Enforcement Actions Against Small Entities (1) in Which Penalties Were Reduced
|Size of Business
(# of employees)
|Number of Enforcement Actions in Which Penalties Were Reduced||Dollar Amount of Penalty Reduction|
|251 - 500||376||$31,500||$1,871,944|
Seeking Out Small Business Input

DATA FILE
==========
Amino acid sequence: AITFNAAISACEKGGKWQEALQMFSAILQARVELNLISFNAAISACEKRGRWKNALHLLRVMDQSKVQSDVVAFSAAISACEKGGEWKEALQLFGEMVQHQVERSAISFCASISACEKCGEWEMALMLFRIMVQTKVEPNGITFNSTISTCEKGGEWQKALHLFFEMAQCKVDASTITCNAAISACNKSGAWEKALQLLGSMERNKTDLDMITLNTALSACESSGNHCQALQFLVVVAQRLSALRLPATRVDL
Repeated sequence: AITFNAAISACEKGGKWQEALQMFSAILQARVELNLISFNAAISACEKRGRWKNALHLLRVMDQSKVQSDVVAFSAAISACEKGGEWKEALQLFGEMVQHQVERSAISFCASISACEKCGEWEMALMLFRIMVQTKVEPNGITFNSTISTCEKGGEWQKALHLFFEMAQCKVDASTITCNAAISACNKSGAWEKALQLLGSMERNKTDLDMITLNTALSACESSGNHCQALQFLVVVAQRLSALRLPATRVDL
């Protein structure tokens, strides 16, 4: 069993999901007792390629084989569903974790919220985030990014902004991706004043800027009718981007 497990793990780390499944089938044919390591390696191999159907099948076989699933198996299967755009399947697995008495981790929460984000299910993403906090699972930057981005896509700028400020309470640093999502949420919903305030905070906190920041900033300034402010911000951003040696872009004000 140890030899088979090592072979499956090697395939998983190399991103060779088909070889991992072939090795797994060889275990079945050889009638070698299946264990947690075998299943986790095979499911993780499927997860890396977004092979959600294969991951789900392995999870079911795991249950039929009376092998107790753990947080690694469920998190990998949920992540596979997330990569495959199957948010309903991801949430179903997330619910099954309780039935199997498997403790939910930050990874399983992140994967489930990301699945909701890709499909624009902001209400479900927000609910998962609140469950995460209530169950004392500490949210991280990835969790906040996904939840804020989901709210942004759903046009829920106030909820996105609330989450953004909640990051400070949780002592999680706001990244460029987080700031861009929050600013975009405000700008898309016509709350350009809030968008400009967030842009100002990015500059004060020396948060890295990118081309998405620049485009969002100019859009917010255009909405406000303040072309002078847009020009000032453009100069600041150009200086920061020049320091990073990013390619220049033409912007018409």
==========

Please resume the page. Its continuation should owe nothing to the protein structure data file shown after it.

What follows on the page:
OSHA has demonstrated its commitment to seeking small business input in several recent rulemakings. In our Methylene Chloride rulemaking, we actively solicited and received input from many small businesses. Small businesses were included in the site visits that MC team members conducted. We opened the rulemaking record in 1994 to provide additional opportunity for small businesses to comment. Several small businesses participated in the public hearings, and small business interests were represented by trade associations. We conducted a full Regulatory Flexibility Analysis, and a separate economic impact analysis based on Small Business Administration (SBA) small business definitions. In response to the concerns of small businesses, OSHA modified the standard, decreasing costs for small businesses, extending compliance deadlines and simplifying exposure monitoring recordkeeping requirements for small businesses. We also altered training requirements, decreased the frequency of required physicals for employees under 45, left laboratory tests to the discretion of a physician, specified that respirators are only required in regulated areas when the Permissible Exposure Limit is likely to be exceeded, and eliminated a requirement for written compliance plans.